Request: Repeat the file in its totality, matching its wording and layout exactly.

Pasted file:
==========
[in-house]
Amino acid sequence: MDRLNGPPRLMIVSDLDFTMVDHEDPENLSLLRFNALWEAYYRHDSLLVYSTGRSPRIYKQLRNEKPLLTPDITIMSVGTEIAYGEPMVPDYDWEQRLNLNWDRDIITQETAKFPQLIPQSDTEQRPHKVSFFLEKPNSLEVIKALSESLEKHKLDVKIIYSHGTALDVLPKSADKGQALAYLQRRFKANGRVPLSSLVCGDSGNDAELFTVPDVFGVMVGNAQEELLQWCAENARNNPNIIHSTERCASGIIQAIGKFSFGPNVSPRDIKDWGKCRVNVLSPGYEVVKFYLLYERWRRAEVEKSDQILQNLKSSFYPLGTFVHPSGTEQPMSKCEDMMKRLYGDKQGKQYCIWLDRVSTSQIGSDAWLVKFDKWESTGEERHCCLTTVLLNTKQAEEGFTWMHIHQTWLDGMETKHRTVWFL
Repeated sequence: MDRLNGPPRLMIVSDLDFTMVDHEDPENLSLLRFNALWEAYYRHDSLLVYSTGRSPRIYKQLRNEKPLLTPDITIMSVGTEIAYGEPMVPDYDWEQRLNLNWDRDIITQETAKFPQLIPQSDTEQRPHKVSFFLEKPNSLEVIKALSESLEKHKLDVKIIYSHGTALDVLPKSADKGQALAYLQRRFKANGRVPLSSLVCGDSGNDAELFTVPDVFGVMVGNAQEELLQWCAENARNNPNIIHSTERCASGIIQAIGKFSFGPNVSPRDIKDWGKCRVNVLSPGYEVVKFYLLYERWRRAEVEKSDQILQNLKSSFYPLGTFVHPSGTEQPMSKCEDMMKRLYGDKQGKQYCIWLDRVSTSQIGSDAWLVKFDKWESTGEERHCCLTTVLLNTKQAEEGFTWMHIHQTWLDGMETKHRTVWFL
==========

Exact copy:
[in-house]
Amino acid sequence: MDRLNGPPRLMIVSDLDFTMVDHEDPENLSLLRFNALWEAYYRHDSLLVYSTGRSPRIYKQLRNEKPLLTPDITIMSVGTEIAYGEPMVPDYDWEQRLNLNWDRDIITQETAKFPQLIPQSDTEQRPHKVSFFLEKPNSLEVIKALSESLEKHKLDVKIIYSHGTALDVLPKSADKGQALAYLQRRFKANGRVPLSSLVCGDSGNDAELFTVPDVFGVMVGNAQEELLQWCAENARNNPNIIHSTERCASGIIQAIGKFSFGPNVSPRDIKDWGKCRVNVLSPGYEVVKFYLLYERWRRAEVEKSDQILQNLKSSFYPLGTFVHPSGTEQPMSKCEDMMKRLYGDKQGKQYCIWLDRVSTSQIGSDAWLVKFDKWESTGEERHCCLTTVLLNTKQAEEGFTWMHIHQTWLDGMETKHRTVWFL
Repeated sequence: MDRLNGPPRLMIVSDLDFTMVDHEDPENLSLLRFNALWEAYYRHDSLLVYSTGRSPRIYKQLRNEKPLLTPDITIMSVGTEIAYGEPMVPDYDWEQRLNLNWDRDIITQETAKFPQLIPQSDTEQRPHKVSFFLEKPNSLEVIKALSESLEKHKLDVKIIYSHGTALDVLPKSADKGQALAYLQRRFKANGRVPLSSLVCGDSGNDAELFTVPDVFGVMVGNAQEELLQWCAENARNNPNIIHSTERCASGIIQAIGKFSFGPNVSPRDIKDWGKCRVNVLSPGYEVVKFYLLYERWRRAEVEKSDQILQNLKSSFYPLGTFVHPSGTEQPMSKCEDMMKRLYGDKQGKQYCIWLDRVSTSQIGSDAWLVKFDKWESTGEERHCCLTTVLLNTKQAEEGFTWMHIHQTWLDGMETKHRTVWFL